The opinion of the court was delivered by: ROBERT SWEET, Senior District Judge
The government has moved to oppose downward departure on the basis of
diminished capacity in the case of defendant Stephen Tanasi ("Tanasi").
For the reasons set forth below, the government's motion is denied.
Tanasi pled guilty on May 14, 2002 to receiving and distributing
computer files that contained child pornography, in violation of
18 U.S.C. § 2252 (a)(2)(B). Under his plea agreement, Tanasi's adjusted
offense level was set to 20 and the Sentencing Guidelines range to 33 to
41 months' imprisonment. The parties also agreed to pursue neither upward
nor downward departure.
Tanasi's sentencing opinion was issued on February 11, 2003.
United States v. Tanasi, No. 02 Cr. 96, 2003 WL 328303
(S.D.N.Y. Feb. 11, 2003) (Tanasi I),*fn1 The opinion indicated
that Tanasi would be sentenced to 9 months' imprisonment, followed by a
three year term of supervisory release. Id. at *1.
Downward departure was based on Tanasi' a psychological
evaluations by William F. Hobson ("Dr. Hobson"), M.S., a clinical member
of the Connecticut Association for the Treatment of Sexual Offenders, and
Dr. Leslie Lothstein ("Dr. Lothstein"), PhD., a member of the
American Board of Professional Psychology. Dr. Hobson's evaluation of
Tanasi was court ordered, while Dr. Lothstein evaluated Tanasi at
the request of his attorney. Dr. Hobson prepared a report on Tanasi on
December 5, 2001, and Dr. Lothstein prepared a report on April 11, 2002.
Tanasi's sentencing was adjourned to give the government an
opportunity to review Dr. Hobson's and Dr. Lothstein's reports and to
determine whether to oppose departure. The government retained Dr.
Lawrence M. Siegel ("Dr. Siegel"), M.D., who performed an evaluation of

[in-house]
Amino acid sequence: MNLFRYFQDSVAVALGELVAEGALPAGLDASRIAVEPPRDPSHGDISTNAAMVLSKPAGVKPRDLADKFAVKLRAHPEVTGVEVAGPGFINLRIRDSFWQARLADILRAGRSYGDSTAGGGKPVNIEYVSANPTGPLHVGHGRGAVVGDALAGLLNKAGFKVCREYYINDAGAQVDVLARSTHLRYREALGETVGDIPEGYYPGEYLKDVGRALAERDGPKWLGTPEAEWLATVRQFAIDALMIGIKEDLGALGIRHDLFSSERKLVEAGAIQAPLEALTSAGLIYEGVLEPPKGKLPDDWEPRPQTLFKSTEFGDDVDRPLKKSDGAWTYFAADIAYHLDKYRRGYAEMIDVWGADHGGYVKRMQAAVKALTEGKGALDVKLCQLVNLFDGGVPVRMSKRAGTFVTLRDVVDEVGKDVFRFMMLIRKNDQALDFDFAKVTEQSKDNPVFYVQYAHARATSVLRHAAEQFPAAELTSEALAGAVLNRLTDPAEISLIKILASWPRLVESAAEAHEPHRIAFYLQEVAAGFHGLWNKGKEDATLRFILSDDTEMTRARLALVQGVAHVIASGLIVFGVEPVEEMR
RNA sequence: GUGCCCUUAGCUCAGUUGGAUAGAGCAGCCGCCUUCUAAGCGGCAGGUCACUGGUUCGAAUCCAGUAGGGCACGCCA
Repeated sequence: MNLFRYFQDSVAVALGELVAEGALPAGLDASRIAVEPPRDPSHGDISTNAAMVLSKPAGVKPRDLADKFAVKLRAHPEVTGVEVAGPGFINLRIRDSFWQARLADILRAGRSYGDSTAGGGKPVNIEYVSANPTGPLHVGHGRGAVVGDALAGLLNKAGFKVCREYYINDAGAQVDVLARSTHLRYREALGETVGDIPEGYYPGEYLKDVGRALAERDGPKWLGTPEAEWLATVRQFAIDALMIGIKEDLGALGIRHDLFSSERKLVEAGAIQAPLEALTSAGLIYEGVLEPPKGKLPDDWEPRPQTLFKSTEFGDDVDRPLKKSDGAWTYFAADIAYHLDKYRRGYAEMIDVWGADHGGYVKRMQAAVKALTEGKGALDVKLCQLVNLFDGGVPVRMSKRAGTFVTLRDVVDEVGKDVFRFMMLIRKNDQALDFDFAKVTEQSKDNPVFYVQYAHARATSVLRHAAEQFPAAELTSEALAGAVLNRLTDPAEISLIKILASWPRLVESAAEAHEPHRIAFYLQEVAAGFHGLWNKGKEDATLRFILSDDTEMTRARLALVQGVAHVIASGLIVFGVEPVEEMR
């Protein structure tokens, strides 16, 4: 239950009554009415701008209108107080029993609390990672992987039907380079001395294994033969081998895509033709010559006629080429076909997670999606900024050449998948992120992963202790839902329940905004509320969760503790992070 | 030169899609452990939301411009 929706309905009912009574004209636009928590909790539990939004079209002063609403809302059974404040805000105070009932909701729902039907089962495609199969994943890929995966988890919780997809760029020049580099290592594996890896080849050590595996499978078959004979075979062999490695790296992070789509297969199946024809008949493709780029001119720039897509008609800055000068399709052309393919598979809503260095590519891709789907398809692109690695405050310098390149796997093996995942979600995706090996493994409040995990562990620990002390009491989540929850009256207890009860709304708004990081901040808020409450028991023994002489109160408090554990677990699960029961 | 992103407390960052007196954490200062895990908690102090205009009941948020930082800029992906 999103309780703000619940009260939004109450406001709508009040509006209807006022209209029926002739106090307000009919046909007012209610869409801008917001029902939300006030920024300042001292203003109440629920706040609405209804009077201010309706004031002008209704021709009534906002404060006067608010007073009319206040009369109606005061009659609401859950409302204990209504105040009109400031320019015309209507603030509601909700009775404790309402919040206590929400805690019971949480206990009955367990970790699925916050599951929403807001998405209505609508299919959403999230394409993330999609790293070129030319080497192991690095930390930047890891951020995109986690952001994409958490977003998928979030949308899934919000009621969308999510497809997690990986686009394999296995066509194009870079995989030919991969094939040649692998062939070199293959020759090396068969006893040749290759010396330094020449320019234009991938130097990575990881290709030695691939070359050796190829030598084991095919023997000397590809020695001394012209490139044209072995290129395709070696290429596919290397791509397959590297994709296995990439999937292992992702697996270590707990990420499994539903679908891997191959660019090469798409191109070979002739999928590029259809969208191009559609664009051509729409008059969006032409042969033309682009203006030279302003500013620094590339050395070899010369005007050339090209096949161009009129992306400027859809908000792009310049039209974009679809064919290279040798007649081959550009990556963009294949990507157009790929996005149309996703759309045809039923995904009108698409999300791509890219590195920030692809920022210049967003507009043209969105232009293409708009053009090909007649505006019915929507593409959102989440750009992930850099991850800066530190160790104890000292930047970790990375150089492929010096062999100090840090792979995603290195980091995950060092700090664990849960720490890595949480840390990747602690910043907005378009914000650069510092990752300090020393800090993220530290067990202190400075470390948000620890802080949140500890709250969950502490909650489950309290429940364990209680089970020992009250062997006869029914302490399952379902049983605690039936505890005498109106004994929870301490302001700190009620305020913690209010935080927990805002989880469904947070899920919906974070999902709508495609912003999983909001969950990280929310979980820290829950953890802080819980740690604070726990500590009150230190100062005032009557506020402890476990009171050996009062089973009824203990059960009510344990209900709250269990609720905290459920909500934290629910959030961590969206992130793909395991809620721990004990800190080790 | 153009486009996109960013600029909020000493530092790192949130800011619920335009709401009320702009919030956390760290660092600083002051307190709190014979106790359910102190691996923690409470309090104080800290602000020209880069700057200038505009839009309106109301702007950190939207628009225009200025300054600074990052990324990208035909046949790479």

Tanasi on May 12, 2003. Dr. Siegel submitted his report on October 17,
2003, and Tanasi submitted a response to Siegel's report on November 25,
2003 ("Tanasi Resp.").
On February 1, 2004, the government submitted its opposition to
downward departure for Tanasi, and it was received on February 3, 2004.
Sentencing is currently scheduled for March 19, 2004.
Dr. Hobson found that there "is no evidence that Mr. Tanasi has engaged
in overt, `hands on' sexual contact with minors. He has been involved in
at least two relationships with women who
have children, and verbalizes a sensitivity to their possible
concerns . . ." He recommended that Tanasi "be prohibited from the use of
pornography of any type; even though adult pornography is not technically
illegal, I would be concerned about it serving as a trigger for him to
become involved with other types of sexually explicit materials."
Dr. Lothstein determined that "there is no evidence that Mr. Tanasi is
a sexual predator or that he has ever been involved with children
sexually or in anything but consensual sex with age appropriate adults."
"Mr. Tanasi's response to the Abel and Becker Cognition Scale were
within normal limits," and "[h]e did not ascribe to any items suggesting
that he has an interest in actually engaging in adult child sex."
Rather, "it would appear that [Tanasi's] general sexual curiosity,
hyperarousal to anything sexual and sexual addiction was beyond his
According to Dr. Lothstein, Tanasi was "collecting thousands of images
of adult pornography or anything he could receive because he has a
compulsive and sexual addiction to pornography and is easily sexually
aroused by anything." He diagnosed Tanasi as "a very naive, socially
awkward, immature individual with a non paraphilic sexual
disorder: a compulsive addiction to pornography and involvement in non
addictive behavior with his partner.*fn2 His daily life has been
spent thinking, fantasizing, and daydreaming about sexual encounters."
Dr. Lothstein stressed that Tanasi's "judgment and insight" are "impaired
and poor," and that he "did not fully appreciate the wrongfulness of his
behavior until he was arrested," and expressed the belief that treatment
"could lead to the cessation of his addiction."
Dr. Siegel reported that Tanasi's sexual interests "were primarily
adolescent and adult females . . . within the normal range for adult
males." He thus concluded that "[e]ven if one assumes [Tanasi] had some
obsession or compulsion involving adult pornography, his `need' ...